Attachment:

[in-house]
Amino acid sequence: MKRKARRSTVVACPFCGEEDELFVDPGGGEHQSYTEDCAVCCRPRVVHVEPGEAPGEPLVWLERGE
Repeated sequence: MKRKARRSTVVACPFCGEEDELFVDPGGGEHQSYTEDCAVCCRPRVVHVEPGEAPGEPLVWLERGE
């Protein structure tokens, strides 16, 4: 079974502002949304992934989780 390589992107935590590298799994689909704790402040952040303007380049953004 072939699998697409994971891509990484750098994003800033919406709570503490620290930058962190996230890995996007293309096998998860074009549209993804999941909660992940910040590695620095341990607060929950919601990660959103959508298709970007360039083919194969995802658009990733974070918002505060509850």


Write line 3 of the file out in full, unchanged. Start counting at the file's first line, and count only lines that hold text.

Repeated sequence: MKRKARRSTVVACPFCGEEDELFVDPGGGEHQSYTEDCAVCCRPRVVHVEPGEAPGEPLVWLERGE